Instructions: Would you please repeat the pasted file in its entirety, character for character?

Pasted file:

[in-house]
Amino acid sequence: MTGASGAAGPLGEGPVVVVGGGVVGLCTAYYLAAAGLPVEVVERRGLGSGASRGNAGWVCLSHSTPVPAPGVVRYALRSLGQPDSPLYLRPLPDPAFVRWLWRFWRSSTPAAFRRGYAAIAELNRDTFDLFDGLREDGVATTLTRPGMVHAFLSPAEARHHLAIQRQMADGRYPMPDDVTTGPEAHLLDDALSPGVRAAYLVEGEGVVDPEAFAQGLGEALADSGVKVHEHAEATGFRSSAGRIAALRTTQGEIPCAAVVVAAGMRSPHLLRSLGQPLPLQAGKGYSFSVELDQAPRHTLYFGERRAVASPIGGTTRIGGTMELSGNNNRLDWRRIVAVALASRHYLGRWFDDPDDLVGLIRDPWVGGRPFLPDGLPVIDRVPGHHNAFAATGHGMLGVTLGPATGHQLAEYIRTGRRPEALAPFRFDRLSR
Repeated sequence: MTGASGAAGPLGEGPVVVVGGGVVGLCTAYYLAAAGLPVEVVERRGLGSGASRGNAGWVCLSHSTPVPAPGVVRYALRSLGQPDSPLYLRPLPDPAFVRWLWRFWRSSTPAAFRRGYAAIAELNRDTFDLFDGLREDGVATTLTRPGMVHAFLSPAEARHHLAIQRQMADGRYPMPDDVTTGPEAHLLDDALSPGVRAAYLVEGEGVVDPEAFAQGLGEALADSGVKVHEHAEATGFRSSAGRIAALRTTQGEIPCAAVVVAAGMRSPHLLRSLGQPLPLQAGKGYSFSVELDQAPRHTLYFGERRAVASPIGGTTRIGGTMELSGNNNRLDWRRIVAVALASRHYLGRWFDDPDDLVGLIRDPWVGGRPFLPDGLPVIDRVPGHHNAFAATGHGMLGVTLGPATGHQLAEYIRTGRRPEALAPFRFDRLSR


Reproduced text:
[in-house]
Amino acid sequence: MTGASGAAGPLGEGPVVVVGGGVVGLCTAYYLAAAGLPVEVVERRGLGSGASRGNAGWVCLSHSTPVPAPGVVRYALRSLGQPDSPLYLRPLPDPAFVRWLWRFWRSSTPAAFRRGYAAIAELNRDTFDLFDGLREDGVATTLTRPGMVHAFLSPAEARHHLAIQRQMADGRYPMPDDVTTGPEAHLLDDALSPGVRAAYLVEGEGVVDPEAFAQGLGEALADSGVKVHEHAEATGFRSSAGRIAALRTTQGEIPCAAVVVAAGMRSPHLLRSLGQPLPLQAGKGYSFSVELDQAPRHTLYFGERRAVASPIGGTTRIGGTMELSGNNNRLDWRRIVAVALASRHYLGRWFDDPDDLVGLIRDPWVGGRPFLPDGLPVIDRVPGHHNAFAATGHGMLGVTLGPATGHQLAEYIRTGRRPEALAPFRFDRLSR
Repeated sequence: MTGASGAAGPLGEGPVVVVGGGVVGLCTAYYLAAAGLPVEVVERRGLGSGASRGNAGWVCLSHSTPVPAPGVVRYALRSLGQPDSPLYLRPLPDPAFVRWLWRFWRSSTPAAFRRGYAAIAELNRDTFDLFDGLREDGVATTLTRPGMVHAFLSPAEARHHLAIQRQMADGRYPMPDDVTTGPEAHLLDDALSPGVRAAYLVEGEGVVDPEAFAQGLGEALADSGVKVHEHAEATGFRSSAGRIAALRTTQGEIPCAAVVVAAGMRSPHLLRSLGQPLPLQAGKGYSFSVELDQAPRHTLYFGERRAVASPIGGTTRIGGTMELSGNNNRLDWRRIVAVALASRHYLGRWFDDPDDLVGLIRDPWVGGRPFLPDGLPVIDRVPGHHNAFAATGHGMLGVTLGPATGHQLAEYIRTGRRPEALAPFRFDRLSR